Distribution of Catawba Rhododendrons
At Low Elevations - Part II
Robert L. Schwind, Atlanta, Georgia
In an article appearing in the July 1971 issue of the ARS Quarterly Bulletin, the writer considered certain forms of Catawba rhododendrons growing at low elevations in eastern Carolina which were described by Dr. W. C. Coker of the University of North Carolina at Chapel Hill and designated by him as R. catawbiense var. insularis in the October 1919 issue of the Journal of the Mitchell Society. Dr. Coker felt that the varietal name "insularis" was justified by virtue of certain of its morphological differences as well as its adaptation to hotter climatic conditions existing in the Piedmont and coastal plains of North Carolina, a claim of distinction to which some other botanists might not assent.
In mid-year of this year, as last, the writer in the company of his son and Dr. Herbert Hechenbleikner of the University of North Carolina at Charlotte visited some colonies of lower elevation Catawba rhododendrons in Stokes County, North Carolina. Like those described last year near Chapel Hill, Wilson, and Lillington, the colors of pink, lavender and magenta predominated. However, in Stokes County one white form was found from which hand-pollenated seeds and cuttings will be taken later. The shrubs were generally large and favored northern and eastern exposures, and at times were found growing with R. maximum along the banks of streams.
Following the inspection of the Stokes County colonies, the writer and his son journeyed eastward to Johnston County, where, accompanied by Bill Ragsdale of Smithfield, they inspected a colony of Catawba rhododendrons on the west bank of the Neuse River at an elevation of 150 feet above sea level. This is the lowest elevation at which this form of Catawba Rhododendron has yet been found. The members of this colony in all of their obvious characteristics of shrub size and habit, color range, and blooming time were indistinguishable from the form found near Chapel Hill and Wilson and described last year. At the appropriate time, seeds and cuttings will be taken from this colony to add to the growing gene pool of Dr. Coker's R. catawbiense var. insularis which is being distributed throughout the world as a source of heat-tolerance and root rot resistance needed so dearly in warmer, less favorable parts of the world where rhododendron culture is being tried.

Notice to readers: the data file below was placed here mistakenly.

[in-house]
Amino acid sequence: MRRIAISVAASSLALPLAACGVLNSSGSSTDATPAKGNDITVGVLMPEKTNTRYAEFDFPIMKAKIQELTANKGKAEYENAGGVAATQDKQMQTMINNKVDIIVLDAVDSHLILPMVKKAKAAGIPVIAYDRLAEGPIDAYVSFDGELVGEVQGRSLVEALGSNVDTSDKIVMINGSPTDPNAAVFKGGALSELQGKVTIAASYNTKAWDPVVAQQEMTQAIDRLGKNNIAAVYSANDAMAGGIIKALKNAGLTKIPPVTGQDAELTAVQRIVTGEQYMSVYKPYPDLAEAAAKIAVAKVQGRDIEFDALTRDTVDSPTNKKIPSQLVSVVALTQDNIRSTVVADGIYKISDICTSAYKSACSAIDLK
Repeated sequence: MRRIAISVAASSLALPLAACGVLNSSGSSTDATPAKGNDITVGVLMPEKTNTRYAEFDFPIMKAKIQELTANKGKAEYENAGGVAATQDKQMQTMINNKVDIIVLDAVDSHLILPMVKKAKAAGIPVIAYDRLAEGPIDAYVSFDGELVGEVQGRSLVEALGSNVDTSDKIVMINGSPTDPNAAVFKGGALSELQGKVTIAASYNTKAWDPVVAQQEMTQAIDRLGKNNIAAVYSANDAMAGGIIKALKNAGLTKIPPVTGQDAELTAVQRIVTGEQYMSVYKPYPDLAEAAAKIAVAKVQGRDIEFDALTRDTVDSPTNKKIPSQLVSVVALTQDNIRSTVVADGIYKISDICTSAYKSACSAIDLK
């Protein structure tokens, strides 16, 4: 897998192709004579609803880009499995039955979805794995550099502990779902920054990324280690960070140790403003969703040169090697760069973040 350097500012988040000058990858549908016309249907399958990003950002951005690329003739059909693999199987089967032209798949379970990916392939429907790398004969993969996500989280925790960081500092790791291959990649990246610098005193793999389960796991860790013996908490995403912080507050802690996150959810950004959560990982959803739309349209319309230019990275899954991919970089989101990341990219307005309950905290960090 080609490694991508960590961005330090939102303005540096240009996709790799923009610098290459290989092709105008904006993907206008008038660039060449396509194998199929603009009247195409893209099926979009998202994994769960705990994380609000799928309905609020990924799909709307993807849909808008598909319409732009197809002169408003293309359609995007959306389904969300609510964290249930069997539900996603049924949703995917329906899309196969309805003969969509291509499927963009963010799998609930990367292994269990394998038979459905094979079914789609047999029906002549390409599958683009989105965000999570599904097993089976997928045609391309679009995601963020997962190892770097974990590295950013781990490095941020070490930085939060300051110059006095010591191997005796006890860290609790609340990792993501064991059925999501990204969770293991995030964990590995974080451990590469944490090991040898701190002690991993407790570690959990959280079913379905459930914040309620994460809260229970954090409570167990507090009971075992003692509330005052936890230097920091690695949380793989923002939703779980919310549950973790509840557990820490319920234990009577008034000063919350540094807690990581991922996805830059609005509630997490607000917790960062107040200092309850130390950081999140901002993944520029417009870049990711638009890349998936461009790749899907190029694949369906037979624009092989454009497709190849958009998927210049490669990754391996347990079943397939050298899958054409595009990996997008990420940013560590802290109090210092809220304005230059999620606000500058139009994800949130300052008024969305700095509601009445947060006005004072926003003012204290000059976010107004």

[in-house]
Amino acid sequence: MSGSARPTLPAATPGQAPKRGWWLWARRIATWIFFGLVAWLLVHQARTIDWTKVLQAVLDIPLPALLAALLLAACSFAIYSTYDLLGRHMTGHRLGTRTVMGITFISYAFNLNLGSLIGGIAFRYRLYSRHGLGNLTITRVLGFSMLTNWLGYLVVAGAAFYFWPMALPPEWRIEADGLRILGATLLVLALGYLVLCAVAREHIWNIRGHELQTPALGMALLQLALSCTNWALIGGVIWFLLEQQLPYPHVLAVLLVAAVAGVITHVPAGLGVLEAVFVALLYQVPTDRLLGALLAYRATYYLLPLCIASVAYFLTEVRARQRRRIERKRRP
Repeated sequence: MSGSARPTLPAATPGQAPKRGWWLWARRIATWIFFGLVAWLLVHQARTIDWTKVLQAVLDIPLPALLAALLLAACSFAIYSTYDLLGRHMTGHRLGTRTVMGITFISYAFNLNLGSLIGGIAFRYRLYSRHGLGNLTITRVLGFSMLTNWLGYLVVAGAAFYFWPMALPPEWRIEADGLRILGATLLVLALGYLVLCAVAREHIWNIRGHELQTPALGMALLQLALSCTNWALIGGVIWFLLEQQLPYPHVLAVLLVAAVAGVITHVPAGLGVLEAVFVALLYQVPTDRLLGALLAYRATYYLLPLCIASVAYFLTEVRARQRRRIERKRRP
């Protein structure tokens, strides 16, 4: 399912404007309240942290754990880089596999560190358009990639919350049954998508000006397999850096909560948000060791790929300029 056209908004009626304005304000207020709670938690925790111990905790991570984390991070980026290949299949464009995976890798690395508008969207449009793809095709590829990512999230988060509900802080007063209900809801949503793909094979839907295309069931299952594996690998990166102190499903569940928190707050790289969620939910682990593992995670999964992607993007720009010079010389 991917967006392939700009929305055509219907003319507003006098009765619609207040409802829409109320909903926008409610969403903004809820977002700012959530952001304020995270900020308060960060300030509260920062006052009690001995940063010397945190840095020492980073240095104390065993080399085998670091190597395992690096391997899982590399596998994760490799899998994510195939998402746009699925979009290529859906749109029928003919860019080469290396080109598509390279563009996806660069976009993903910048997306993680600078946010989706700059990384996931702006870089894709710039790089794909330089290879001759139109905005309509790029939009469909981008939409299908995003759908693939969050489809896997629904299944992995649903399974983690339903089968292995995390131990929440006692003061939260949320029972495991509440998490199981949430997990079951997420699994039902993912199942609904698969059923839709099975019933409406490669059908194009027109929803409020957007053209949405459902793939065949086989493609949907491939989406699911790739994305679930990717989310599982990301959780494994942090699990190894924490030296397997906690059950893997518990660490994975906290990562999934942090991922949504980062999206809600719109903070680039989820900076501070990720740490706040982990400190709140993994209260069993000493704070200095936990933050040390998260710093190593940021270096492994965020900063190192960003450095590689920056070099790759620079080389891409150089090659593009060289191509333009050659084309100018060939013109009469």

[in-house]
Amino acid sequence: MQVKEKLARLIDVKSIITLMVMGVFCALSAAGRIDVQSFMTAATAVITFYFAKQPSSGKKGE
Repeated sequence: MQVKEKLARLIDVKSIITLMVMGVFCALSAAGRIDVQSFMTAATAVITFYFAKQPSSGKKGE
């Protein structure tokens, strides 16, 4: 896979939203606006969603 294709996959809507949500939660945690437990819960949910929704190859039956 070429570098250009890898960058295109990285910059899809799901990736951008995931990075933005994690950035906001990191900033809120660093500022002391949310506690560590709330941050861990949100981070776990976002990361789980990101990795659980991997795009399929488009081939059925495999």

While visiting Bill Ragsdale in Smithfield, the writer was astonished to learn of the variety of rhododendron hybrids, some well known and others obscure, which he is growing and propagating in the torrid coastal plains of eastern Carolina, often in full sun. It was indeed an anomaly to see rhododendron hybrids growing along side of tung trees, an oriental import grown commercially in northern Florida for its oil. Bill is intent on proving that many of our notions about rhododendron culture and adaptability in warmer parts of the country are not necessarily so.
From pollen gathered last year from the low-elevation Catawba colonies near Chapel Hill, Wilson and Lillington, the writer effected a number of crosses with good quality hybrids well suited to the South. Numerous vigorous seedlings are coming along well which will be tested for heat-tolerance and root rot resistance and also their floral qualities. More crosses were made this year for further testing in an continuing effort to overcome some of the obstacles limiting rhododendron culture in the South.